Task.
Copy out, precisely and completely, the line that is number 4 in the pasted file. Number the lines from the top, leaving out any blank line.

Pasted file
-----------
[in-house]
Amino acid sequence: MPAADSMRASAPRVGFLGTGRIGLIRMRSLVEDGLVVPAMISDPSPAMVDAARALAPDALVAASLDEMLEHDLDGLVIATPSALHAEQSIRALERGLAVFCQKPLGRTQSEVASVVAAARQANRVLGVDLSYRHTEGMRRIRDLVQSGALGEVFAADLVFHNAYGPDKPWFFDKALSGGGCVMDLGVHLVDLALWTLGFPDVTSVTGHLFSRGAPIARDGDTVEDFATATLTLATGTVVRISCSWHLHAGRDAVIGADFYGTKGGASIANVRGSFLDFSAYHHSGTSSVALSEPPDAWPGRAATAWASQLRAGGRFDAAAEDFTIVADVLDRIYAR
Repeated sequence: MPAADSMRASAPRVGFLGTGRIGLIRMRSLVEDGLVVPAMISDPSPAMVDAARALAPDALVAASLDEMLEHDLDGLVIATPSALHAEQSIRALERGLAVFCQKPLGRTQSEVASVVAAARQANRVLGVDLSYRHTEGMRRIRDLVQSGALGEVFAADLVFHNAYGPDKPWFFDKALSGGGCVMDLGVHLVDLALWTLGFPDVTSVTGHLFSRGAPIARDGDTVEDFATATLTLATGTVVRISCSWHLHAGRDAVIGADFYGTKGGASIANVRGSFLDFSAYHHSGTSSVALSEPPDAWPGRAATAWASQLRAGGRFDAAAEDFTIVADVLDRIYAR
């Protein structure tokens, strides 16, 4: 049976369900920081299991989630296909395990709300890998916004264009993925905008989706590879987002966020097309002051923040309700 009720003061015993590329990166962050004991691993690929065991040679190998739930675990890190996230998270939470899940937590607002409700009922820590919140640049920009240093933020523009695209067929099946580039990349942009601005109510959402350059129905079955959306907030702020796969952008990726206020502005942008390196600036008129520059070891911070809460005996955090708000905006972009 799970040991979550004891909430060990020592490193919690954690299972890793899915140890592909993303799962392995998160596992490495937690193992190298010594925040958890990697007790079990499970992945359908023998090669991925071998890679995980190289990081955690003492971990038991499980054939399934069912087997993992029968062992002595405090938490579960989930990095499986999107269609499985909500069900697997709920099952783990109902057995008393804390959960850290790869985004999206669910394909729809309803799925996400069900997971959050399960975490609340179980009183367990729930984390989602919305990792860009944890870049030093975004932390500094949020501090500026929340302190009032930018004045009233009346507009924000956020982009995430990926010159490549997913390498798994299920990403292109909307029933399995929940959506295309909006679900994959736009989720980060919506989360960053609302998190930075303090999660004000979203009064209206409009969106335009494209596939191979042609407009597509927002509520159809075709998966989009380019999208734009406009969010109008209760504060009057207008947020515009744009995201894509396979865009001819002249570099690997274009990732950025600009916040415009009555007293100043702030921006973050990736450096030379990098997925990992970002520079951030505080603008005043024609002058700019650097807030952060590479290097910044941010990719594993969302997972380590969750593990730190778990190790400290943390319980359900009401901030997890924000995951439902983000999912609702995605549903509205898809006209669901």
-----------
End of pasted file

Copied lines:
């Protein structure tokens, strides 16, 4: 049976369900920081299991989630296909395990709300890998916004264009993925905008989706590879987002966020097309002051923040309700 009720003061015993590329990166962050004991691993690929065991040679190998739930675990890190996230998270939470899940937590607002409700009922820590919140640049920009240093933020523009695209067929099946580039990349942009601005109510959402350059129905079955959306907030702020796969952008990726206020502005942008390196600036008129520059070891911070809460005996955090708000905006972009 799970040991979550004891909430060990020592490193919690954690299972890793899915140890592909993303799962392995998160596992490495937690193992190298010594925040958890990697007790079990499970992945359908023998090669991925071998890679995980190289990081955690003492971990038991499980054939399934069912087997993992029968062992002595405090938490579960989930990095499986999107269609499985909500069900697997709920099952783990109902057995008393804390959960850290790869985004999206669910394909729809309803799925996400069900997971959050399960975490609340179980009183367990729930984390989602919305990792860009944890870049030093975004932390500094949020501090500026929340302190009032930018004045009233009346507009924000956020982009995430990926010159490549997913390498798994299920990403292109909307029933399995929940959506295309909006679900994959736009989720980060919506989360960053609302998190930075303090999660004000979203009064209206409009969106335009494209596939191979042609407009597509927002509520159809075709998966989009380019999208734009406009969010109008209760504060009057207008947020515009744009995201894509396979865009001819002249570099690997274009990732950025600009916040415009009555007293100043702030921006973050990736450096030379990098997925990992970002520079951030505080603008005043024609002058700019650097807030952060590479290097910044941010990719594993969302997972380590969750593990730190778990190790400290943390319980359900009401901030997890924000995951439902983000999912609702995605549903509205898809006209669901």